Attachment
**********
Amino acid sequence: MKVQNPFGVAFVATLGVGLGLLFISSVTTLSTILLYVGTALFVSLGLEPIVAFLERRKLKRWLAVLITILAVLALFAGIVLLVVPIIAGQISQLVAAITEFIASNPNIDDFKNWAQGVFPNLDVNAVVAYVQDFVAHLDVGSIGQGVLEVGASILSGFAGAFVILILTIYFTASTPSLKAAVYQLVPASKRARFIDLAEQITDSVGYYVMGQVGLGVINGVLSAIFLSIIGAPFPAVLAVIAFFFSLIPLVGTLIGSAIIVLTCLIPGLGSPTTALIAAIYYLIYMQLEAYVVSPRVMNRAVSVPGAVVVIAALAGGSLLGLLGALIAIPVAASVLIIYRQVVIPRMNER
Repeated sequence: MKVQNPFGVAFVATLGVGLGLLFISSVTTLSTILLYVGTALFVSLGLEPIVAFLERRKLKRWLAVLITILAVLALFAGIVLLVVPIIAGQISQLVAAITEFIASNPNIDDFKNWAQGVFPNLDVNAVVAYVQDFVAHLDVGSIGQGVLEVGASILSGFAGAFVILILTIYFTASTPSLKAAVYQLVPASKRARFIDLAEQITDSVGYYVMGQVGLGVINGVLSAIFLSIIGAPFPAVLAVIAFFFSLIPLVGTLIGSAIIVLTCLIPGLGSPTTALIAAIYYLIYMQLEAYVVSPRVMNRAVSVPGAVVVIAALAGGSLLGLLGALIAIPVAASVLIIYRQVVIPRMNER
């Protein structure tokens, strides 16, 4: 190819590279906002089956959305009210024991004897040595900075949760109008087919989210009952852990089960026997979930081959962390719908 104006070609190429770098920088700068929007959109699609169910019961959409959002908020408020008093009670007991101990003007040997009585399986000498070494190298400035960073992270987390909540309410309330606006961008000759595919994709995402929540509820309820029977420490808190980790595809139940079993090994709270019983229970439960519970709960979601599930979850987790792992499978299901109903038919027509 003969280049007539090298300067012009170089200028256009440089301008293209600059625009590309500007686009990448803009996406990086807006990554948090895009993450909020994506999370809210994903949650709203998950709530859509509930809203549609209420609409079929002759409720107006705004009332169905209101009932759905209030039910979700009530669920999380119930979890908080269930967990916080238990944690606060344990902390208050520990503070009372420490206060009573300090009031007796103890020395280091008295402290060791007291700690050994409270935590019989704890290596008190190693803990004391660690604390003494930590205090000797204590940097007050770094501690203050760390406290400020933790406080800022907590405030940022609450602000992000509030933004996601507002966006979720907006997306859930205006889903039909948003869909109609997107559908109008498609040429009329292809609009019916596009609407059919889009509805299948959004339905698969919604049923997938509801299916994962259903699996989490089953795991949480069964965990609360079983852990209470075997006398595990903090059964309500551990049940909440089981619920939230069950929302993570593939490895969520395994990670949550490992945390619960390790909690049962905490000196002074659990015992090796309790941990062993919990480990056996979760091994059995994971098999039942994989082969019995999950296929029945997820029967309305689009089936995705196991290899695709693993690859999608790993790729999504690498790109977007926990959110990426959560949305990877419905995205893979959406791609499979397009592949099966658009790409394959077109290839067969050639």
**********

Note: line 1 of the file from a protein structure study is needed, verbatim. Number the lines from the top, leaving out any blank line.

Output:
Amino acid sequence: MKVQNPFGVAFVATLGVGLGLLFISSVTTLSTILLYVGTALFVSLGLEPIVAFLERRKLKRWLAVLITILAVLALFAGIVLLVVPIIAGQISQLVAAITEFIASNPNIDDFKNWAQGVFPNLDVNAVVAYVQDFVAHLDVGSIGQGVLEVGASILSGFAGAFVILILTIYFTASTPSLKAAVYQLVPASKRARFIDLAEQITDSVGYYVMGQVGLGVINGVLSAIFLSIIGAPFPAVLAVIAFFFSLIPLVGTLIGSAIIVLTCLIPGLGSPTTALIAAIYYLIYMQLEAYVVSPRVMNRAVSVPGAVVVIAALAGGSLLGLLGALIAIPVAASVLIIYRQVVIPRMNER